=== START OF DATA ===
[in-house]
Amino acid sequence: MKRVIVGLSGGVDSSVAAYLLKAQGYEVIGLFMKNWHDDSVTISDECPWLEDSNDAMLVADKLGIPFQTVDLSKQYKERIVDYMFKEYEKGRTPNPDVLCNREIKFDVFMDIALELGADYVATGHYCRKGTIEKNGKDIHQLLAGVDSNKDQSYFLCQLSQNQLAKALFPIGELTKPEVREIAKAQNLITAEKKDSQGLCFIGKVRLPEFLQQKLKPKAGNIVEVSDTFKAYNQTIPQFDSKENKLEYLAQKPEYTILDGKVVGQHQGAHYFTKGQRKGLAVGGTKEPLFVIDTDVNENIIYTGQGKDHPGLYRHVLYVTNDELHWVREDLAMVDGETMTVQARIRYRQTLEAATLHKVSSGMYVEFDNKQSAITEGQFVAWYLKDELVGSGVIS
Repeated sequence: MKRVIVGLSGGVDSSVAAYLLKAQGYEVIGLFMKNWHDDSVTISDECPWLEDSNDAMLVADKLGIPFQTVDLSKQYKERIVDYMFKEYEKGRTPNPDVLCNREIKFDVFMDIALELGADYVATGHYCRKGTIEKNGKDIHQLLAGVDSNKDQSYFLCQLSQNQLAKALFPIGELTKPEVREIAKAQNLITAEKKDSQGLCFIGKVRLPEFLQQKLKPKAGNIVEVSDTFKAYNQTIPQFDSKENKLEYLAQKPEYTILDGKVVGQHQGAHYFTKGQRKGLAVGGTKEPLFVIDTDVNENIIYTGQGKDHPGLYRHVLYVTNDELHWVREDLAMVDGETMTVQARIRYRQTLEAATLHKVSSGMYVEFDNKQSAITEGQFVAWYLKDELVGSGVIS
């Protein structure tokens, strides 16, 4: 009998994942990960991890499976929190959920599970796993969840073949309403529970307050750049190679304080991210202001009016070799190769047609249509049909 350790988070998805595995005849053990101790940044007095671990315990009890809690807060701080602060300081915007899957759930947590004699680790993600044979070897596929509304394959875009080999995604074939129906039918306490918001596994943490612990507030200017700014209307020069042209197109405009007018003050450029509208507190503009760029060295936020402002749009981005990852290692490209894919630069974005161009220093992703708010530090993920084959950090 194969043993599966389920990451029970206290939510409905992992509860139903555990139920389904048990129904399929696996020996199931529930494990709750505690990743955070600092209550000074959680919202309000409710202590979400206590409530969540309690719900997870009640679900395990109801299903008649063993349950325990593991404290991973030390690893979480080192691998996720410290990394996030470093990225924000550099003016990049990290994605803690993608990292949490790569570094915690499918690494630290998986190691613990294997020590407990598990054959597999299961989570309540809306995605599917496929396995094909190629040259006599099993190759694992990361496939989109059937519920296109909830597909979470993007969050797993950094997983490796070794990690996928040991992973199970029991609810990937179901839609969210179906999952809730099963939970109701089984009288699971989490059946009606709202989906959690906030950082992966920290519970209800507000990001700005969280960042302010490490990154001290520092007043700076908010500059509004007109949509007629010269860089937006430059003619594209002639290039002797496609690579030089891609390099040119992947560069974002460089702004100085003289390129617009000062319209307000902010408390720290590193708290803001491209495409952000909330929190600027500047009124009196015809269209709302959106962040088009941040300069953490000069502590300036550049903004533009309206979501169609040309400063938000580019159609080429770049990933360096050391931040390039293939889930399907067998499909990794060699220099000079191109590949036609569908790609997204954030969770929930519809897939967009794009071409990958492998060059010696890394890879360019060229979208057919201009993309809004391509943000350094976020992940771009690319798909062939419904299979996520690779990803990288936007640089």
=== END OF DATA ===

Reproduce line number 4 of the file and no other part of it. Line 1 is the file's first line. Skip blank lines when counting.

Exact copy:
């Protein structure tokens, strides 16, 4: 009998994942990960991890499976929190959920599970796993969840073949309403529970307050750049190679304080991210202001009016070799190769047609249509049909 350790988070998805595995005849053990101790940044007095671990315990009890809690807060701080602060300081915007899957759930947590004699680790993600044979070897596929509304394959875009080999995604074939129906039918306490918001596994943490612990507030200017700014209307020069042209197109405009007018003050450029509208507190503009760029060295936020402002749009981005990852290692490209894919630069974005161009220093992703708010530090993920084959950090 194969043993599966389920990451029970206290939510409905992992509860139903555990139920389904048990129904399929696996020996199931529930494990709750505690990743955070600092209550000074959680919202309000409710202590979400206590409530969540309690719900997870009640679900395990109801299903008649063993349950325990593991404290991973030390690893979480080192691998996720410290990394996030470093990225924000550099003016990049990290994605803690993608990292949490790569570094915690499918690494630290998986190691613990294997020590407990598990054959597999299961989570309540809306995605599917496929396995094909190629040259006599099993190759694992990361496939989109059937519920296109909830597909979470993007969050797993950094997983490796070794990690996928040991992973199970029991609810990937179901839609969210179906999952809730099963939970109701089984009288699971989490059946009606709202989906959690906030950082992966920290519970209800507000990001700005969280960042302010490490990154001290520092007043700076908010500059509004007109949509007629010269860089937006430059003619594209002639290039002797496609690579030089891609390099040119992947560069974002460089702004100085003289390129617009000062319209307000902010408390720290590193708290803001491209495409952000909330929190600027500047009124009196015809269209709302959106962040088009941040300069953490000069502590300036550049903004533009309206979501169609040309400063938000580019159609080429770049990933360096050391931040390039293939889930399907067998499909990794060699220099000079191109590949036609569908790609997204954030969770929930519809897939967009794009071409990958492998060059010696890394890879360019060229979208057919201009993309809004391509943000350094976020992940771009690319798909062939419904299979996520690779990803990288936007640089």